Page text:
Tuesday, July 17, 2012

Protein Found in Spider Venom Could Treat Muscular Dystrophy

ScienceDaily (July 16, 2012) While Spider-Man is capturing the imagination of theatergoers, real-life spider men in Upstate New York are working intently to save a young boy's life.

It all began in 2009, when Jeff Harvey, a stockbroker from the Buffalo suburbs, discovered that his grandson, JB, had Duchenne muscular dystrophy. The disease is fatal. It strikes only boys, causing their muscles to waste away.

Hoping to help his grandson, Harvey searched Google for promising muscular dystrophy treatments and, in a moment of serendipity, stumbled upon University at Buffalo scientist Frederick Sachs, PhD.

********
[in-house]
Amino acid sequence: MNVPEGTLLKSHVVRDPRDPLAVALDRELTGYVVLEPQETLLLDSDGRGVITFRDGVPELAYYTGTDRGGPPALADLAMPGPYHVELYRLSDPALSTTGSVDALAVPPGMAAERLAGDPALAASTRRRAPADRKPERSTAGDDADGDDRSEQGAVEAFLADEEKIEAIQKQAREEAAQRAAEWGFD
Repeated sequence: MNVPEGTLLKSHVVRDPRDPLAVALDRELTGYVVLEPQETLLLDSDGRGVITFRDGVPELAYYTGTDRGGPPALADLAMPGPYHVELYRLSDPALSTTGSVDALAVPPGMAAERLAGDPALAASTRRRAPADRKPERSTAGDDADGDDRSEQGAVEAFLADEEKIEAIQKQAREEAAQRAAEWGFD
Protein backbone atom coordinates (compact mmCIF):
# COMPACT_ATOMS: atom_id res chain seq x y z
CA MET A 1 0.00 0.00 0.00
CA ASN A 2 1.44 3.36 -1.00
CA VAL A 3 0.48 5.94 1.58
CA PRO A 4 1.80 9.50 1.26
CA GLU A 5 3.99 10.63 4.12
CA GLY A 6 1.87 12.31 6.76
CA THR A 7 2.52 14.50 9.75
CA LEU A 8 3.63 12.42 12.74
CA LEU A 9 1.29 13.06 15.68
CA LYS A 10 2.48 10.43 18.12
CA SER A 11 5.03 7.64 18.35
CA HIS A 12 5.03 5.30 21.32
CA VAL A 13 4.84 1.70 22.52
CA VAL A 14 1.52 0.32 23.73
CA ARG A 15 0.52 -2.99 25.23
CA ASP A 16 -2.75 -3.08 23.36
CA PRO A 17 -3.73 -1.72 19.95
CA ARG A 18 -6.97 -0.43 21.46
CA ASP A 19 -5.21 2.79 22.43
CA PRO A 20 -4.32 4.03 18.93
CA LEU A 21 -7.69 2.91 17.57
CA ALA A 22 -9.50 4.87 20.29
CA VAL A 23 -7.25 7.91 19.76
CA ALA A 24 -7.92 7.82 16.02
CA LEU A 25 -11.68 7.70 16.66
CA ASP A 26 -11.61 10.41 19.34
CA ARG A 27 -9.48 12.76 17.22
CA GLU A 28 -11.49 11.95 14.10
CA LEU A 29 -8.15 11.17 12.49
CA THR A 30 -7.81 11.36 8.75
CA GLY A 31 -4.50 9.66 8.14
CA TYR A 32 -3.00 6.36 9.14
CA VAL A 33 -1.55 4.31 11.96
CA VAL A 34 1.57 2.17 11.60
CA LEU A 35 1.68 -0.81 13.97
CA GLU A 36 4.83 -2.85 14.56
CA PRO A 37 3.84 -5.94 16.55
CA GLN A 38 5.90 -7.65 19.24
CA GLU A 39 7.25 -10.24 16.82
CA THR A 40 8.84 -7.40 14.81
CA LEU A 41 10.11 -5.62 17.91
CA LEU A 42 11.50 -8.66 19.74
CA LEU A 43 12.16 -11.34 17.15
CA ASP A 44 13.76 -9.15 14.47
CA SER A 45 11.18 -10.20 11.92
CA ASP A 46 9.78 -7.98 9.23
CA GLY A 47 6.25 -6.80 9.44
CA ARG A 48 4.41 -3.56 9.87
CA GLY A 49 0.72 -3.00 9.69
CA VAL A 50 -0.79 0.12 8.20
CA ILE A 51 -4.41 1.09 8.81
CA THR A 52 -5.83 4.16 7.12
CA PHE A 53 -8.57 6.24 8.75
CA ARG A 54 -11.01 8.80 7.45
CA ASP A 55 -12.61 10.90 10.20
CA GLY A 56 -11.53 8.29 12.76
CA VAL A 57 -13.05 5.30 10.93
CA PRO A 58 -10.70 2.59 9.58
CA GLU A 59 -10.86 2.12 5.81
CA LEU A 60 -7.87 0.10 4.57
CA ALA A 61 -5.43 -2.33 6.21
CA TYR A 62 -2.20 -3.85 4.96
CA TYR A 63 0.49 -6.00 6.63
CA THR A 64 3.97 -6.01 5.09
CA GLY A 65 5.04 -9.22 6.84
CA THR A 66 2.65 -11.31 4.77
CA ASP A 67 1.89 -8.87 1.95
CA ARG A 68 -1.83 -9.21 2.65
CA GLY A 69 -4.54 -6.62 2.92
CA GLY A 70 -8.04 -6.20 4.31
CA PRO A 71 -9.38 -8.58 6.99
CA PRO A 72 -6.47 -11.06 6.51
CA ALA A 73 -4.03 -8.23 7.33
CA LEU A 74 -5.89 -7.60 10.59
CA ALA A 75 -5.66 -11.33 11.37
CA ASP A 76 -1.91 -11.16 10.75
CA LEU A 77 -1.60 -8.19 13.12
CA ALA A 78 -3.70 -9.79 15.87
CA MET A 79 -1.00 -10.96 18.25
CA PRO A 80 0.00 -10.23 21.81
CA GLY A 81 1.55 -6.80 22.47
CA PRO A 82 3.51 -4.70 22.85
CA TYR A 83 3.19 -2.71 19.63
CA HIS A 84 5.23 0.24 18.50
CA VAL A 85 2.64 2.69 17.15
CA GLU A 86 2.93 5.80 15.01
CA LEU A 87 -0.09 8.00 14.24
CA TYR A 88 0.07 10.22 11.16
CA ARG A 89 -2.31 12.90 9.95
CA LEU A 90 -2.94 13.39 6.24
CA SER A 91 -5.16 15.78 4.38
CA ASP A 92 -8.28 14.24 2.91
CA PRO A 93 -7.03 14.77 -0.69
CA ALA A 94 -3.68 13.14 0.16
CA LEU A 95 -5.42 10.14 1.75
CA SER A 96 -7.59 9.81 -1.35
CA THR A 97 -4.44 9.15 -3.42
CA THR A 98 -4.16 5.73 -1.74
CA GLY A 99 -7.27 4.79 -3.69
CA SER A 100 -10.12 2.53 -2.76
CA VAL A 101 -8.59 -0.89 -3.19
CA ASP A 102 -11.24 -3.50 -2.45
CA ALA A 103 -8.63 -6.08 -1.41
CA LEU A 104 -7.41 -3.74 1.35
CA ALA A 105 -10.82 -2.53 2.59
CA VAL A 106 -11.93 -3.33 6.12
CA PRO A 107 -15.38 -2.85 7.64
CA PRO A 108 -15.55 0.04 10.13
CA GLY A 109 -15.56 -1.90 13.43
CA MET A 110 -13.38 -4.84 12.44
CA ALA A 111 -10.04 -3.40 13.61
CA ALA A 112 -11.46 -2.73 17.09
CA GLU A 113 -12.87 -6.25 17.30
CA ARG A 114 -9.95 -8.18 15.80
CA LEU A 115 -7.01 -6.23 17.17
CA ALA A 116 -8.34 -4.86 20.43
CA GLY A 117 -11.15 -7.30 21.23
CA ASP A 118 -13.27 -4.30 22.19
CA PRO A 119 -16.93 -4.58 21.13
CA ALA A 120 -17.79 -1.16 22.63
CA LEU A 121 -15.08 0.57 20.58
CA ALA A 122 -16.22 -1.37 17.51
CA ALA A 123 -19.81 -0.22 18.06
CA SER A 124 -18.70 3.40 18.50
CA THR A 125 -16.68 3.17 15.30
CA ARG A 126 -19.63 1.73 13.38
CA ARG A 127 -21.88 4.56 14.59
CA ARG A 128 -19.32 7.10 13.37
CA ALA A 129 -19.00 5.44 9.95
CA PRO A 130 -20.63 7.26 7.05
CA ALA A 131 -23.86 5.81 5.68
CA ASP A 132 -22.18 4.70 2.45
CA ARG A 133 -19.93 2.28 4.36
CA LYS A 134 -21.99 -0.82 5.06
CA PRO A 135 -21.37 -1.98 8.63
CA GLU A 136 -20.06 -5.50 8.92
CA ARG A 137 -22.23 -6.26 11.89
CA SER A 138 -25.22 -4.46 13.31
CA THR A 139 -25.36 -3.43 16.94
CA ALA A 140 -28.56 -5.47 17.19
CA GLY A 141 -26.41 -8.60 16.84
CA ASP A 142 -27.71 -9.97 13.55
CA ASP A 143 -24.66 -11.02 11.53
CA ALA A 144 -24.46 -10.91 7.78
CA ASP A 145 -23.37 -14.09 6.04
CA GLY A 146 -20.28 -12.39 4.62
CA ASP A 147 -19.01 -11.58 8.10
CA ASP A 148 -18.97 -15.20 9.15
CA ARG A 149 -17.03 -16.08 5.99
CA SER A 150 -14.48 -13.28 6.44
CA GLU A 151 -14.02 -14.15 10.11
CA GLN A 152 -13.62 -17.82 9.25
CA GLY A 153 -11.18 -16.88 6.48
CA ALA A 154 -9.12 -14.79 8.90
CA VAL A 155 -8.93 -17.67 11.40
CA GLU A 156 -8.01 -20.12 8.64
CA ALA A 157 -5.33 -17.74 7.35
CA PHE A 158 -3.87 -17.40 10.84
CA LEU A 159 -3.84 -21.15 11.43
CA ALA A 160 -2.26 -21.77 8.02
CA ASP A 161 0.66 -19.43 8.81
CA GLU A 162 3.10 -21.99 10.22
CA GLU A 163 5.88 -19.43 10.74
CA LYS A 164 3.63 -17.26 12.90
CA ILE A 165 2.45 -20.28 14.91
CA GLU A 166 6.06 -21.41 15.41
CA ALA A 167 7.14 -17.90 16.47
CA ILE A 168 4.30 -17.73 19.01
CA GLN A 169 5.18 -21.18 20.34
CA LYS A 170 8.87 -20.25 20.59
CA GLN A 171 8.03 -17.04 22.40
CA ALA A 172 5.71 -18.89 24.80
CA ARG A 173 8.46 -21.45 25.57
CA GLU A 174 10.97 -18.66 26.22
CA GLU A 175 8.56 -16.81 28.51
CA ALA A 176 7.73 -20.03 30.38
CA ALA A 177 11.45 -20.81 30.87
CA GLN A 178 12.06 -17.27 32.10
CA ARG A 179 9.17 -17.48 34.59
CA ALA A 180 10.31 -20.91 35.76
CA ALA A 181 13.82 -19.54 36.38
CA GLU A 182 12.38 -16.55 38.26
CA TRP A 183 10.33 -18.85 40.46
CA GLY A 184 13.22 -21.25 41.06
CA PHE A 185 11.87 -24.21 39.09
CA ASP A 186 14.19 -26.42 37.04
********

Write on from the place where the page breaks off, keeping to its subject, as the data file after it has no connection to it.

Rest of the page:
Sachs was a professor of physiology and biophysics who had been studying the medical benefits of venom. In the venom of the Chilean rose tarantula, he and his colleagues discovered a protein that held promise for keeping muscular dystrophy at bay. Specifically, the protein helped stop muscle cells from deteriorating.

Within months of getting in touch, Harvey and Sachs co-founded Tonus Therapeutics, a pharmaceutical company devoted to developing the protein as a drug. Though the treatment has yet to be tested in humans, it has helped dystrophic mice gain strength in preliminary experiments.

To read more about spider venom, please click on the above title.

To access the CDR Library catalog, please click on this link.

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